Court of Appeals of Missouri, Eastern District, Third Division
from the Circuit Court of St. Louis County Honorable Joseph
Van Amburg, Judge.
Partnership and Joseph C. Sansone Company appeal from the
trial court's judgment dismissing their lawsuit against
the St. Louis County Board of Equalization under the Missouri
Sunshine Act. We reverse and remand.
respondent Board is a statutorily created body that hears
approximately 20, 000 property tax assessment appeals
annually for St. Louis County. Taxpayers and the county
assessor may present evidence at an appeal hearing, after
which the Board either deliberates and decides the appeal
immediately or takes it under advisement and deliberates
later as time allows, usually the latter when an appeal
involves commercial or multiple residential properties.
Pursuant to its governing statute, the Board must hold these
hearings in July and August and decide them all by the fourth
Saturday in August.
Wilkendon Partnership owns commercial property in St. Louis
County. Appellant Joseph C. Sansone Company represents
Wilkendon and other taxpayers in property assessment appeals
before the Board. In July 2015, Sansone began appearing for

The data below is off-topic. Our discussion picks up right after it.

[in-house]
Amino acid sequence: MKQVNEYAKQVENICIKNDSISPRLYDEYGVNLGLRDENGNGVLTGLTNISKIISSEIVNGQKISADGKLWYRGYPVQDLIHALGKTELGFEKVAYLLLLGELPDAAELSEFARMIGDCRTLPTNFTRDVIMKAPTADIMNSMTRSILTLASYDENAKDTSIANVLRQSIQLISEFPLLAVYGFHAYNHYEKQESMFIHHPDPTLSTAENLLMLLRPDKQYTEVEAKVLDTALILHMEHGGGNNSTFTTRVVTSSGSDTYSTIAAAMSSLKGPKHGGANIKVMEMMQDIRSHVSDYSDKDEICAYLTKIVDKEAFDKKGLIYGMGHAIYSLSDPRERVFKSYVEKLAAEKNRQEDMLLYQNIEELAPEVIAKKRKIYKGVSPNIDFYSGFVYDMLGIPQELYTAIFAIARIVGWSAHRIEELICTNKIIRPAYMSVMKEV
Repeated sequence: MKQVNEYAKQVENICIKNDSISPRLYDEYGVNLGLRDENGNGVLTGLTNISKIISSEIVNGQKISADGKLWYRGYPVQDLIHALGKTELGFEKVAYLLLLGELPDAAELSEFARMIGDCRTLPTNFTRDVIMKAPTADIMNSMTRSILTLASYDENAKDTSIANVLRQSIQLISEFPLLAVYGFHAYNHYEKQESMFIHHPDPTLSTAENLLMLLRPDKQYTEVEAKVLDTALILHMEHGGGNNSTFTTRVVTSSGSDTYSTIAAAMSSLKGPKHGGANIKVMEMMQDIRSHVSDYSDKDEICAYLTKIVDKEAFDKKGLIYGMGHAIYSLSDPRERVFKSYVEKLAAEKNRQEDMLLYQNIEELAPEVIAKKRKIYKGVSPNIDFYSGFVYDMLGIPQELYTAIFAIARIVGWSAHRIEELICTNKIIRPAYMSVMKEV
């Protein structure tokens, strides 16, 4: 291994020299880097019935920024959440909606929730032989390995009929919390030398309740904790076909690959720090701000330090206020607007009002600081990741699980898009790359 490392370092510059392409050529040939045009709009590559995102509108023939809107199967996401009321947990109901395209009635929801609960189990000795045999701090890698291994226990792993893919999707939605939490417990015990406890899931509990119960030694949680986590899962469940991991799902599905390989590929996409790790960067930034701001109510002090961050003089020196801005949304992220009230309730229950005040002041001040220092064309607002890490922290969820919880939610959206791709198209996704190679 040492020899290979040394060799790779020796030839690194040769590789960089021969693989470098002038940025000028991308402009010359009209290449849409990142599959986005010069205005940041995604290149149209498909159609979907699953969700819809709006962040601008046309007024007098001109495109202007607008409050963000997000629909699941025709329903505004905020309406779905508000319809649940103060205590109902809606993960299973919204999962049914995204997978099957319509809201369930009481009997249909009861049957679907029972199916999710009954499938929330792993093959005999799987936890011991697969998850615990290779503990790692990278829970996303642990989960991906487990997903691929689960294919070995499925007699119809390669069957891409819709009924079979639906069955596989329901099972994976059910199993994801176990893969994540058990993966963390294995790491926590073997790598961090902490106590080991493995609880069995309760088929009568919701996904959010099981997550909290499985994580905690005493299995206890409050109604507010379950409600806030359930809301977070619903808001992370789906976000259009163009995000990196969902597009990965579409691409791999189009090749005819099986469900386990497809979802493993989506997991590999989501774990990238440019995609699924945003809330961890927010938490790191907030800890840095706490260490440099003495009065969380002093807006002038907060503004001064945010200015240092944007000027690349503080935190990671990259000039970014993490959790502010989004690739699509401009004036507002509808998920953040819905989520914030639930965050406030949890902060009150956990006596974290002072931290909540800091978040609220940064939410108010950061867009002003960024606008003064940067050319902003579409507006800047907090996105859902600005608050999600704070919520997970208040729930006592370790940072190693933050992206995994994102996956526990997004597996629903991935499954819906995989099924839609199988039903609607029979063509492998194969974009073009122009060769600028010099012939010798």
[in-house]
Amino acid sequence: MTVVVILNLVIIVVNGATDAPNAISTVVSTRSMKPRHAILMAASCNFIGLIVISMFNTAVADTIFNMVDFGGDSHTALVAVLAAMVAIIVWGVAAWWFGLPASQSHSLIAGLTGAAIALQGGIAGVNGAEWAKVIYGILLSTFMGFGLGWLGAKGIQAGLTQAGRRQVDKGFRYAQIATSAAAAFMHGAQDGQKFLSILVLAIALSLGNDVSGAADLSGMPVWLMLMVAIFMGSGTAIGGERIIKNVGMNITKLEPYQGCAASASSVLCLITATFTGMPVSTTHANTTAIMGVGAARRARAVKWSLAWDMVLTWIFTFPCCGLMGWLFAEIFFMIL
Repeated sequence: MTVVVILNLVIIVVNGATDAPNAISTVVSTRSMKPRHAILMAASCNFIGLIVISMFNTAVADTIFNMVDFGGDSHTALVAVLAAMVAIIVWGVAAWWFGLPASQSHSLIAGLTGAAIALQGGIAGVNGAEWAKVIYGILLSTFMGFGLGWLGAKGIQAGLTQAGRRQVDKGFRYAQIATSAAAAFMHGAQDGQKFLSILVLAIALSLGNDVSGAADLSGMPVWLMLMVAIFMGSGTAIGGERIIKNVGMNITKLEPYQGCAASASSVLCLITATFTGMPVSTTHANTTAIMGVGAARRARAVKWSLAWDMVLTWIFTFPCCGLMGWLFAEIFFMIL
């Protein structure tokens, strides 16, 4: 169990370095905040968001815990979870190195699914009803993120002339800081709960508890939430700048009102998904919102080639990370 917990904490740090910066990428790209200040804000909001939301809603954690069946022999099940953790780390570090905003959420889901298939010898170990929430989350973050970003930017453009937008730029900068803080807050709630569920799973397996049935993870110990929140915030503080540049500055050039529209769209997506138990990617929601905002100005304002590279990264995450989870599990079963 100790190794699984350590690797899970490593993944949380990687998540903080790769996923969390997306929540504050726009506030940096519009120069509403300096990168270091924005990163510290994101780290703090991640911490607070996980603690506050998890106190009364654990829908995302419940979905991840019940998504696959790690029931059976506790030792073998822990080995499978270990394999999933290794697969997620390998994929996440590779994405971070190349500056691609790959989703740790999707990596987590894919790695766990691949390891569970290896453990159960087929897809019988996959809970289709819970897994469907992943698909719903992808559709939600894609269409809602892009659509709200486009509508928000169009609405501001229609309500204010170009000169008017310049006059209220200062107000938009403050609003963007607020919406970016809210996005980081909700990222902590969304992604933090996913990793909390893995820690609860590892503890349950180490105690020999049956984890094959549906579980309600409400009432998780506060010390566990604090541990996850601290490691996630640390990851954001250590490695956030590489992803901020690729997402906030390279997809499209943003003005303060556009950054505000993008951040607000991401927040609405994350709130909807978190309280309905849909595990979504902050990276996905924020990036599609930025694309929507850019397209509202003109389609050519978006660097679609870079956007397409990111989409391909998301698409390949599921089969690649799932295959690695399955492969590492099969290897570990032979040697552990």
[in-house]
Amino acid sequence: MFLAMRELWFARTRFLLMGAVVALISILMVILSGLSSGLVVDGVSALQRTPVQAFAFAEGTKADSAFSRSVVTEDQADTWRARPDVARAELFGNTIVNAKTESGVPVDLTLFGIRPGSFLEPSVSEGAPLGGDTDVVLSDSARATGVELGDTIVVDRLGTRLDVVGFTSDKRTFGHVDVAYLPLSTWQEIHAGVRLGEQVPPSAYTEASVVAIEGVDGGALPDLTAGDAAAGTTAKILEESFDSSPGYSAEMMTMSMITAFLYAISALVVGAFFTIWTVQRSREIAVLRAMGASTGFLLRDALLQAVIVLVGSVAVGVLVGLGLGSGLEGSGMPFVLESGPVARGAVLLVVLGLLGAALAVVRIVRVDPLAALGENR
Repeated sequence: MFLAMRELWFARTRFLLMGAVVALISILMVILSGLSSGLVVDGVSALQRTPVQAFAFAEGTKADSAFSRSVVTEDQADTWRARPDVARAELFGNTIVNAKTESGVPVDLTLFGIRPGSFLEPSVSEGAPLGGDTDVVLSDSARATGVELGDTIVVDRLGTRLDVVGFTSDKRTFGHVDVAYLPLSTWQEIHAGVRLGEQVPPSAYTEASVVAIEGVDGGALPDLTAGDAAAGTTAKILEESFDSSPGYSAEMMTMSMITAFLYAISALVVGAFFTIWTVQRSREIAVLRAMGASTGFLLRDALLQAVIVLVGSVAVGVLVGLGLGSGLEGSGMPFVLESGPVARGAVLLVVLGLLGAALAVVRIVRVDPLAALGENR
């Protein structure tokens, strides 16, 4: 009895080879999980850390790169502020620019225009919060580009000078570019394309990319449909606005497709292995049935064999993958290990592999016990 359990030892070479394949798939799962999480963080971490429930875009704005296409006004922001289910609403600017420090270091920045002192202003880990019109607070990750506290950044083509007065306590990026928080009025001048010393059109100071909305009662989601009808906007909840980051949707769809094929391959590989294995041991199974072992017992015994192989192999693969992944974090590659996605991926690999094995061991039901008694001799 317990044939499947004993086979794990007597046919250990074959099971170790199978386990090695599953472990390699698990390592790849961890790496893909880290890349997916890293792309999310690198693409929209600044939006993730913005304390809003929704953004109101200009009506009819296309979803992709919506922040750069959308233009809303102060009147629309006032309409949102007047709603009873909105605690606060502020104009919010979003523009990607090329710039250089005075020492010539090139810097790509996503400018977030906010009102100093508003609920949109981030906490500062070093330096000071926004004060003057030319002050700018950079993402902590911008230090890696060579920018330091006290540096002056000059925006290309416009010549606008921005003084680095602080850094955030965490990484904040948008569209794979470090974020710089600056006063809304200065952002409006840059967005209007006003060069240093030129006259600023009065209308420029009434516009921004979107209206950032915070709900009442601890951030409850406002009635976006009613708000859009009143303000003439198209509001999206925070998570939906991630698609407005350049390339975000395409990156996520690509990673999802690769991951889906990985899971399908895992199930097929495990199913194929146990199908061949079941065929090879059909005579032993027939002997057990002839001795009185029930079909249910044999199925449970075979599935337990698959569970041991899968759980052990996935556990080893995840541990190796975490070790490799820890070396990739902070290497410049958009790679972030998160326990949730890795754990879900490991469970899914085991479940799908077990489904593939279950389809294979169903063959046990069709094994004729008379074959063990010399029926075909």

hearings on its clients' property tax valuations,
including Wilkendon's, and observed an absence of
publicly posted meeting notices at either of the Board's
meeting locations. Evidently in response to Sansone's
complaint, in a letter dated August 5, the Board indicated
that it was "willing to provide posted notices" of
all hearings and deliberations, and that "all hearings
and deliberations are open to the public." The Board
notified Appellants via email of the date and time of their
hearing. The Board posted a public notice dated August 10
stating that it would conduct "an open meeting,
hearings, and deliberations" on August 11. Appellants
attended and presented evidence on August 11 and 12.
point on August 11, a recess was taken, and the Board, its
attorney, and the county assessor convened privately in a
"back room." When Appellants' attorney
protested, the attorney for the Board returned to the hearing
room to place on the record that the Board was going into a
closed session "to discuss legal matters." A few
minutes later, the Board returned and voted to enter a closed
session to discuss legal matters, subsequently emptying the
room. During hearings on August 12, the Board again voted to
enter a closed session to discuss legal issues.
Appellant's attorney objected on the basis that the Board
did not post notice of the meeting twenty-four hours in
advance. The Board eventually relocated to complete its
August 13, Appellants filed a lawsuit against the Board
alleging multiple violations of the Sunshine Act.
Specifically, the petition alleged that the Board: failed to
notify Appellants of their tax appeal hearing by mail or
personal service; failed to post public notice of
Appellants' hearing in certain locations and in a manner
reasonably calculated to advise the public; conducted the
August 11 and 12 closed meetings without posting notice 24
hours in advance; as a general practice, fails to post notice